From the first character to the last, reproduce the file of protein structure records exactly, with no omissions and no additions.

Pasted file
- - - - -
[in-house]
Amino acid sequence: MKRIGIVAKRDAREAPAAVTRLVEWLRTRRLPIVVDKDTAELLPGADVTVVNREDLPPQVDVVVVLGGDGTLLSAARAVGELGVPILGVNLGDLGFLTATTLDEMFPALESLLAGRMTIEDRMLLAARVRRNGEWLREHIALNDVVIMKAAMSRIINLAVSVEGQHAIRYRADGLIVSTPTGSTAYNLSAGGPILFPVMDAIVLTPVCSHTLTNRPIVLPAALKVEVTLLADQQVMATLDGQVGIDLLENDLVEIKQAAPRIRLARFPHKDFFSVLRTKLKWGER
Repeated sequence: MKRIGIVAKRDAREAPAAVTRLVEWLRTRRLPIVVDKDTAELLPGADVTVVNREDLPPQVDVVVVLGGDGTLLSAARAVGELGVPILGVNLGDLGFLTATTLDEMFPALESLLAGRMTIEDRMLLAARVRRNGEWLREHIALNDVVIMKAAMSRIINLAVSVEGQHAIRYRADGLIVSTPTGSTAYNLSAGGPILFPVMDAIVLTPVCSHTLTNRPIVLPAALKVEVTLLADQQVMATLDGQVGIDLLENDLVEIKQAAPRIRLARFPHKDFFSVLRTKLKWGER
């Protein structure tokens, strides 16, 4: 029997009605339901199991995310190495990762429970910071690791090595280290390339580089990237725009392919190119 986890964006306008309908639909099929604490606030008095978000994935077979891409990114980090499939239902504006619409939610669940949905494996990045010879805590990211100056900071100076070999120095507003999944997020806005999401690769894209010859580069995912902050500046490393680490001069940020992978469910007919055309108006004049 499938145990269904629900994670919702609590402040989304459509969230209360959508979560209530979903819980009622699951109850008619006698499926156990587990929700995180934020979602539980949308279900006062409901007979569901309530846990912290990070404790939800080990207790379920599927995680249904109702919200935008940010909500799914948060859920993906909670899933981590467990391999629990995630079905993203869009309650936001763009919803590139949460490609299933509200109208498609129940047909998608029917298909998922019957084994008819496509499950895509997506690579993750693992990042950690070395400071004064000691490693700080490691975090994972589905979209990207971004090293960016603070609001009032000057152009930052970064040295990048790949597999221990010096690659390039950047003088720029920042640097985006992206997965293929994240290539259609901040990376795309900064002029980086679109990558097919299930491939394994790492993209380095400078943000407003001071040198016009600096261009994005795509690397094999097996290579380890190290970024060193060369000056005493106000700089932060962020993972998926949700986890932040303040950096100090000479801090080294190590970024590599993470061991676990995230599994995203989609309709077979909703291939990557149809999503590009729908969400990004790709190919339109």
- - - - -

[in-house]
Amino acid sequence: MKRIGIVAKRDAREAPAAVTRLVEWLRTRRLPIVVDKDTAELLPGADVTVVNREDLPPQVDVVVVLGGDGTLLSAARAVGELGVPILGVNLGDLGFLTATTLDEMFPALESLLAGRMTIEDRMLLAARVRRNGEWLREHIALNDVVIMKAAMSRIINLAVSVEGQHAIRYRADGLIVSTPTGSTAYNLSAGGPILFPVMDAIVLTPVCSHTLTNRPIVLPAALKVEVTLLADQQVMATLDGQVGIDLLENDLVEIKQAAPRIRLARFPHKDFFSVLRTKLKWGER
Repeated sequence: MKRIGIVAKRDAREAPAAVTRLVEWLRTRRLPIVVDKDTAELLPGADVTVVNREDLPPQVDVVVVLGGDGTLLSAARAVGELGVPILGVNLGDLGFLTATTLDEMFPALESLLAGRMTIEDRMLLAARVRRNGEWLREHIALNDVVIMKAAMSRIINLAVSVEGQHAIRYRADGLIVSTPTGSTAYNLSAGGPILFPVMDAIVLTPVCSHTLTNRPIVLPAALKVEVTLLADQQVMATLDGQVGIDLLENDLVEIKQAAPRIRLARFPHKDFFSVLRTKLKWGER
């Protein structure tokens, strides 16, 4: 029997009605339901199991995310190495990762429970910071690791090595280290390339580089990237725009392919190119 986890964006306008309908639909099929604490606030008095978000994935077979891409990114980090499939239902504006619409939610669940949905494996990045010879805590990211100056900071100076070999120095507003999944997020806005999401690769894209010859580069995912902050500046490393680490001069940020992978469910007919055309108006004049 499938145990269904629900994670919702609590402040989304459509969230209360959508979560209530979903819980009622699951109850008619006698499926156990587990929700995180934020979602539980949308279900006062409901007979569901309530846990912290990070404790939800080990207790379920599927995680249904109702919200935008940010909500799914948060859920993906909670899933981590467990391999629990995630079905993203869009309650936001763009919803590139949460490609299933509200109208498609129940047909998608029917298909998922019957084994008819496509499950895509997506690579993750693992990042950690070395400071004064000691490693700080490691975090994972589905979209990207971004090293960016603070609001009032000057152009930052970064040295990048790949597999221990010096690659390039950047003088720029920042640097985006992206997965293929994240290539259609901040990376795309900064002029980086679109990558097919299930491939394994790492993209380095400078943000407003001071040198016009600096261009994005795509690397094999097996290579380890190290970024060193060369000056005493106000700089932060962020993972998926949700986890932040303040950096100090000479801090080294190590970024590599993470061991676990995230599994995203989609309709077979909703291939990557149809999503590009729908969400990004790709190919339109």